You have a great commercial idea or invention and you need to see if it actually works in practice – how do you make sure that the people who will make it real and enable you to test it do not simply steal your idea and take your dreamed-of profits for themselves?
The first formal step in the working relationship between the holder of such commercially sensitive or confidential information and the recipient of that information is often a non-disclosure agreement (NDA). This sets out the terms under which you discuss confidential information and limits the uses to which it can be put.
David Ashcroft, consultant to Harrison Clark Rickerbys’ commercial and defence sectors, knows from his long experience of NDAs that they are not the complete solution to protecting your information. He said: “Essentially, you should not be sharing information with someone who you don’t trust. Doing your due diligence, researching their commercial reputation, understanding their approach to business – all of these should come first. An NDA will hopefully lead to a commercial contract of substance, and a well-drafted one can form the start of the framework for your working relationship.”
A good NDA restricts the use of the ideas and information to a specific purpose, set out as precisely as possible. It also needs to cover the fact that your information might need to be shared within the other company – with employees, for instance. If the firm you are approaching asks you to agree that they do not have a duty to keep your ideas or information confidential, that should set alarm bells ringing.
When you are considering how to protect your information, you also need to remember that conversations with banks, financial institutions, accountants or marketing agencies, are not automatically confidential; it’s worth checking their policies before you start sharing information with them.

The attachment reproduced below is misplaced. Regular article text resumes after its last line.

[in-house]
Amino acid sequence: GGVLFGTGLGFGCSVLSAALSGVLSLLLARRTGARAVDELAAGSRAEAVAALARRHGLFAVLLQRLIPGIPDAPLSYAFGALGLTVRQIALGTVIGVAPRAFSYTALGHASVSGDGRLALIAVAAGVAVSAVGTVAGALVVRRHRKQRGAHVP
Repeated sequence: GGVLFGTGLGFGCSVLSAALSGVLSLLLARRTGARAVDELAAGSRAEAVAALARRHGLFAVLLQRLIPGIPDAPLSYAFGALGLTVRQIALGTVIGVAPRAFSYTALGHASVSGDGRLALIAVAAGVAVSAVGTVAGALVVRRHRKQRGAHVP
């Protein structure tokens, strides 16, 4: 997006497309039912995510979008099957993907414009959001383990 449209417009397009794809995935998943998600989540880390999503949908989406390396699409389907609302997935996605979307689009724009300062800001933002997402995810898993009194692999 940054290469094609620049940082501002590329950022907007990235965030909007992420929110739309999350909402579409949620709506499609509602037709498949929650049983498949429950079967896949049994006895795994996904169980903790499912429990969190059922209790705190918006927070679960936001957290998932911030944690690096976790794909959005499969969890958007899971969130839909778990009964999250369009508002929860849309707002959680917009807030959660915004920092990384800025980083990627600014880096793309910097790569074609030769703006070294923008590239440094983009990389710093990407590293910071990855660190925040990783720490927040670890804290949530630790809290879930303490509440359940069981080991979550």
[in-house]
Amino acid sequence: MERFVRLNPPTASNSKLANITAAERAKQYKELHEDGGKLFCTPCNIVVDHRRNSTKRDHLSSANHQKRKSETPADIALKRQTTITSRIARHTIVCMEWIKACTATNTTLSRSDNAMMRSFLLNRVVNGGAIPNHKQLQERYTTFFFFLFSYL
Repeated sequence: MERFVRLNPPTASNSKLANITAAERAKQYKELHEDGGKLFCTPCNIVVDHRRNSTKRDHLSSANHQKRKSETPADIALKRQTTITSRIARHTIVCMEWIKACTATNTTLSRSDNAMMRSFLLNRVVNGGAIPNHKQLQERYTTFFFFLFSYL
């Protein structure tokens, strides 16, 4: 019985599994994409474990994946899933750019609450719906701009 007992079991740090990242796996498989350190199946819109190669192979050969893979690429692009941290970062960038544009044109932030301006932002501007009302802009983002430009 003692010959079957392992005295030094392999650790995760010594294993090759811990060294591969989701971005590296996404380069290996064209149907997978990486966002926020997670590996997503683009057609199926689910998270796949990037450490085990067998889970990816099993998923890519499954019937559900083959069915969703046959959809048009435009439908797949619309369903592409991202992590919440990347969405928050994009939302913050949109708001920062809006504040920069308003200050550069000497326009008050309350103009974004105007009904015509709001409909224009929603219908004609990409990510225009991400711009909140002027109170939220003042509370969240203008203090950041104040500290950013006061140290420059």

If both you and the other firm are disclosing information, for example before setting up a joint venture, the NDA is mutual, rather than unilateral – make sure that it serves your interests as well as it serves theirs. Taking advice on drafting an NDA is crucial – it not only needs to protect you as far as possible but also needs to be effective in all the relevant jurisdictions. Since the law differs even between the UK’s regions, legal expertise is essential and if courts in other countries are involved, it can be very complex.
Don’t disclose your ideas or information until the recipient has signed and returned the NDA – without it, you are taking the risk that others could use your ideas or information without your permission. You should also record the information you share, whether in meetings or presentations, on the phone or by email.
Do bear in mind that public bodies, such as universities and government departments, have to make information available to the public if they receive a Freedom of Information request. This might well affect the confidential information you share with them.
David Ashcroft said: “If you have shareholders or trustees, they will quite rightly expect you to have an NDA in place at the start of a new commercial relationship – it is, at the very least, an expression of good faith. Breaches of NDAs are dealt with via a claim of damages and an injunction initially, but there is no replacement for doing your research and dealing with people that you trust.”